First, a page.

Until recently the etiology of bovine spongiform encephalopathy (BSE) was considered uniform. The infectious agent was thought to be a single strain of prion (posttranslationally altered form of normal prion protein: PrPSc) retaining its biochemical and biological characteristics during interspecies transmission. However, alternate PrPSc signatures through large-scale screening have recently been detected. In addition, genetic alterations governing susceptibility to prion infection and a mutation (E211K) capable of eliciting spontaneous BSE have been demonstrated. Thus, the spectrum of BSEs have broadened and three PrPSc variants (BSE-C, BSE-H and BSE-L) are now defined. Moreover, a new condition resembling BSE, idiopathic brainstem neuronal chromatolysis (IBNC), has been described that may also turn out to be a prion disease. Since one of the new BSE variants, L-type BSE, proved highly pathogenic detection and further characterization of the new conditions are essential.
Authors provide a 6-year study about aspects of development of
and its parasitoids in different leaf types of horse-chestnut trees. Investigations were carried out near Hédervár, North-West Hungary between 1999 and 2004.It was ascertained that in large leaves at low foliage levels as well as in large leaves exposed to direct sunlight developed more moths than in other leaf types of equal quantity (i.e. equal number of leaflets). On the other hand, there were not considerable differences between shaded and sun-exposed leaves in this regard if their quantity is measured in grams. Moreover, comparing the numbers of hatched moths per unit leaf weight, the values for minute leaves were the highest. The differences were explained on the basis of diverse microclimatic conditions in the mines, height preference of the moth or variations in dry weights per unit leaf area.Parasitism of
showed significant yearly differences between canopy levels and a tendency of changes during the years. Parasitism was higher in shaded than in sun-exposed leaves. Lowest values were found in minute leaves among all leaf types investigated what was explained with a presumed foraging behaviour of the parasitoids.Structure and species constitution of the parasitoid community and its changes in time are discussed in different leaf types. Temporal changes of several characteristics found in different leaf types refer to an adaptation process of the horse-chestnut leafminer.
The horse-chestnut leafminer is a new pest which was established in North-West Hungary ca. 10 years prior to these investigations. Due to the very limited time, there are relatively few studies on the parasitoid community of the moth and its connection with the leafminer host. Authors used twig-isolators to find out which larval/pupal instars are mostly parasitized and by which chalcidoid species. They also made an attempt to calculate density curves of different developmental stages of the moth and to compare them with flight curves of the parasitoids. Experiences indicated that 4-week-old larval (pupal) instars were parasitized to the highest degree. The most frequent parasitoids were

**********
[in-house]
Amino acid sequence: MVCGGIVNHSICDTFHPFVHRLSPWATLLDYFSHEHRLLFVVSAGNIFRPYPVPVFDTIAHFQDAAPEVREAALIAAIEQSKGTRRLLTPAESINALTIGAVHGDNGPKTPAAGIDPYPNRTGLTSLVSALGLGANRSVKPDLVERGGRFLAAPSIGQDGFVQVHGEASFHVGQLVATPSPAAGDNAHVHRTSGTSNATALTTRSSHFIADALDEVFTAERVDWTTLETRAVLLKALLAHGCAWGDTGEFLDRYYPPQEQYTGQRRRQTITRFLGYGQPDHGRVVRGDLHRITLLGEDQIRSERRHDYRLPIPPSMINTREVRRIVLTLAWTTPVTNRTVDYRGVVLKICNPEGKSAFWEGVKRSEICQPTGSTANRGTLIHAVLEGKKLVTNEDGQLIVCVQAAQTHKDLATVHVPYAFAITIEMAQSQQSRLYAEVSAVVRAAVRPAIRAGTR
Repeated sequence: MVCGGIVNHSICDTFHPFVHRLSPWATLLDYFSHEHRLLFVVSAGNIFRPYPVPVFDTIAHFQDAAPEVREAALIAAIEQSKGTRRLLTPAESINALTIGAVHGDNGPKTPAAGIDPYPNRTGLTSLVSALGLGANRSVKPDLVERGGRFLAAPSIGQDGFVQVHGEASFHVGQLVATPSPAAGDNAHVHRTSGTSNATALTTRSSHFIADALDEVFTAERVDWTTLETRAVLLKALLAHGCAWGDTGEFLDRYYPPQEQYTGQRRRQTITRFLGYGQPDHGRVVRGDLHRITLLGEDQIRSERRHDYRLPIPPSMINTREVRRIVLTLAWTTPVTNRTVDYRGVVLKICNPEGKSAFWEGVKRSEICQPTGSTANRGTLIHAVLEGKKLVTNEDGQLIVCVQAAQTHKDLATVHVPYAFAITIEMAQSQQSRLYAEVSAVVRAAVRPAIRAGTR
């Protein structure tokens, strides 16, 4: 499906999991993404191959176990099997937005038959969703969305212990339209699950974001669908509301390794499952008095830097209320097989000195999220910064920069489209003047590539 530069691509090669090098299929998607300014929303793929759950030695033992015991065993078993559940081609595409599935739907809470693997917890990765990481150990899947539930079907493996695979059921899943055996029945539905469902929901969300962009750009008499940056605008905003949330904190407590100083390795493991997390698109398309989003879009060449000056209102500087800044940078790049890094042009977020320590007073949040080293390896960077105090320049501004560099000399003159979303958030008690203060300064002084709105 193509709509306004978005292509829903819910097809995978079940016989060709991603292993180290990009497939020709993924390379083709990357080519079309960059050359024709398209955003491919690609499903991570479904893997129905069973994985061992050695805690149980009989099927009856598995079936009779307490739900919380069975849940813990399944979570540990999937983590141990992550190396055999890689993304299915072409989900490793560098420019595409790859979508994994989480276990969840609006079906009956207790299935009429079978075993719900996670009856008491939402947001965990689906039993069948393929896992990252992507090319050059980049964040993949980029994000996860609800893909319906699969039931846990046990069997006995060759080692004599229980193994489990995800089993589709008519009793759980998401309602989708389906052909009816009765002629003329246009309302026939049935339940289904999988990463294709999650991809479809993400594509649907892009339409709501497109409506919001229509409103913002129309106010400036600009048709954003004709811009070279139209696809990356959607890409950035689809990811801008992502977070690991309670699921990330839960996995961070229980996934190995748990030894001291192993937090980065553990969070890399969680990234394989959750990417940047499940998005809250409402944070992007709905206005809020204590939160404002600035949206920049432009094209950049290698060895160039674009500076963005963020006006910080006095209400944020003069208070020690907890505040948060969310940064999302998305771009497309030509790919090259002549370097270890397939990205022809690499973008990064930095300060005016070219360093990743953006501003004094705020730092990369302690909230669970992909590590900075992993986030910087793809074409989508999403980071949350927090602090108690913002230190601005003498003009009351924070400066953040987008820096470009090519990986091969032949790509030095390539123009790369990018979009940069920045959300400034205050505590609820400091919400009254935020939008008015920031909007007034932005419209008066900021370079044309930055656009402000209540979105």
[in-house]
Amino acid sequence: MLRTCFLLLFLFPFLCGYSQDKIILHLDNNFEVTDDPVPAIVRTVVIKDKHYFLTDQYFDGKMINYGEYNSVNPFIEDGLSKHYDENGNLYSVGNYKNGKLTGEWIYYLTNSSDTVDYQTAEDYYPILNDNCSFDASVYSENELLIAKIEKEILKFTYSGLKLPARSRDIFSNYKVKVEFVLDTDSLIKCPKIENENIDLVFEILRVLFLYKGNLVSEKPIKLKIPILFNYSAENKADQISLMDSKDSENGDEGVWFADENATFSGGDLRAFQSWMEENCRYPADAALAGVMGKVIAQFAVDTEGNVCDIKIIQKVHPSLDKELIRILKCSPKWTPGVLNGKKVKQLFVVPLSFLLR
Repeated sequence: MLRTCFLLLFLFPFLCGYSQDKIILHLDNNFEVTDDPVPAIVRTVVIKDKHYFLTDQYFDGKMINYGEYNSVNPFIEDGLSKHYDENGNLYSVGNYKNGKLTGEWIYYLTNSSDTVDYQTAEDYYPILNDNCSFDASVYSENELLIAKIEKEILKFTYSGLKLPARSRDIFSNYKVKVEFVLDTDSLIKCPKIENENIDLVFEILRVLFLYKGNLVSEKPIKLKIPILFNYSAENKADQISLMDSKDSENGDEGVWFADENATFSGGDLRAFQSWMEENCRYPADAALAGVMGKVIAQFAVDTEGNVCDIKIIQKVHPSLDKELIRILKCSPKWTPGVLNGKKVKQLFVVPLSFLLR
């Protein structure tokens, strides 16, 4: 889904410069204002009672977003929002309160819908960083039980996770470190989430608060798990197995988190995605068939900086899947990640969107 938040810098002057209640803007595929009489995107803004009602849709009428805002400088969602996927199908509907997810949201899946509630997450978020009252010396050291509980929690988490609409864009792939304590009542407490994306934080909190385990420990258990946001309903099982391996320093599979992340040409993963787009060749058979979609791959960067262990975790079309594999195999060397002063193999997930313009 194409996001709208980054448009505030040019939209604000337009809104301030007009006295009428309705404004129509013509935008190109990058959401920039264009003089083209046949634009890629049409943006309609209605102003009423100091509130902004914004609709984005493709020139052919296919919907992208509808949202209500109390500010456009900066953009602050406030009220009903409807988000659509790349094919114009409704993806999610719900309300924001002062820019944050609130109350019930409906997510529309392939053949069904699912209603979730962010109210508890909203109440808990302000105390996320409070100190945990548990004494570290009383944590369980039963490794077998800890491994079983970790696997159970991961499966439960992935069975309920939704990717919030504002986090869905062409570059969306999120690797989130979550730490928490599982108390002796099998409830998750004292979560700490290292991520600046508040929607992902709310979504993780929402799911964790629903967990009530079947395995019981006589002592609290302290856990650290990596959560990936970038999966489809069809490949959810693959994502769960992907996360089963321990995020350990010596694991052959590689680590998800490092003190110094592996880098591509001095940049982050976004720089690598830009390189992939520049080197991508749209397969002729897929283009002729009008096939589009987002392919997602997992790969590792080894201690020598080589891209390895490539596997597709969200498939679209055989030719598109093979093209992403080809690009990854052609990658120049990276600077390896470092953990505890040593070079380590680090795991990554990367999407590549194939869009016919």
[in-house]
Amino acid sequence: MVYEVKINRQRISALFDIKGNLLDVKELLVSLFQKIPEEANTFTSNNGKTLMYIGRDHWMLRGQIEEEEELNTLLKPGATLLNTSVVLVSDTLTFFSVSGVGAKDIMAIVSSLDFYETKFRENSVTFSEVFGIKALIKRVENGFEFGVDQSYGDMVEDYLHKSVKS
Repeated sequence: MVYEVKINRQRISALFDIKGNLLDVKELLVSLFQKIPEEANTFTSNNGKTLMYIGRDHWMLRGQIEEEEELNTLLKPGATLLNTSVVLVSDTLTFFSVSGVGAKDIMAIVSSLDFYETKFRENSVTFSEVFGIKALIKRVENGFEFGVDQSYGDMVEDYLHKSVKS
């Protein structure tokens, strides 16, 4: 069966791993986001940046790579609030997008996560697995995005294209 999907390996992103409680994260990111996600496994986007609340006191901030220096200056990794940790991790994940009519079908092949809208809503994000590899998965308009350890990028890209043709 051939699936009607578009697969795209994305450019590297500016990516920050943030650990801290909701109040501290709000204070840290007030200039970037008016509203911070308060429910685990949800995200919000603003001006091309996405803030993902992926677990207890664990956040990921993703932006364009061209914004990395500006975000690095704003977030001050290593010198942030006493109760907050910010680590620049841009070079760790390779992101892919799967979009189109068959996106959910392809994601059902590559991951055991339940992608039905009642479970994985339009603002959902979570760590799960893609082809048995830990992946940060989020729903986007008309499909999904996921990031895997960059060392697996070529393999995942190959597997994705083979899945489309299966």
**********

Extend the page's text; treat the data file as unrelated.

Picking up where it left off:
. Statements about a poor synchronization between moth and parasitoids were confirmed but possibility of a shift in swarming times on location was suggested. Different methods to calculate rate of parasitism were compared and evaluated.
In a Freud-type weighted (w) space, introducing another weight (v) with infinitely many roots, we give a complete and minimal system with respect to vw, by deleting infinitely many elements from the original orthonormal system with respect to w. The construction of the conjugate system implies an interpolation problem at infinitely many nodes. Besides the existence, we give some convergence properties of the solution.
An automated twin-calorimeter has been developed for the analysis of relatively small sample series which is suitable for the simple and fast analysis of fertilizers. The apparatus was given the name AGROTHERM
The aim of our study was to investigate the susceptibility of some Chenopodium species (Chenopodium album, C. glaucum, C. berlandieri, C. ugandae) to six viruses (Alfalfa mosaic virus, Cucumber mosaic virus, Obuda pepper virus, Potato virus Y, Sowbane mosaic virus, Zucchini yellow mosaic virus). Fourteen plants of each species were mechanically inoculated and virus susceptibility was evaluated on the basis of symptoms and back inoculation. A series of new host-virus relations were determined.
In this review results are summarized
regarding the effect of virus infection on the physiological processes of
weeds. Through several host-virus model relations the biomass and
seed production, seed viability and germination, nutrient uptake,
drought-resistance and photosynthetic pigment content of healthy and virus
infected plants were compared. Because of their broad host range and high
genetic variability viruses cannot be used for biological weed control. It was
concluded that viruses unfavourably can influence physiological processes of
weeds. Therefore, they may contribute indirectly to the reduction of
competitive ability and population of weeds.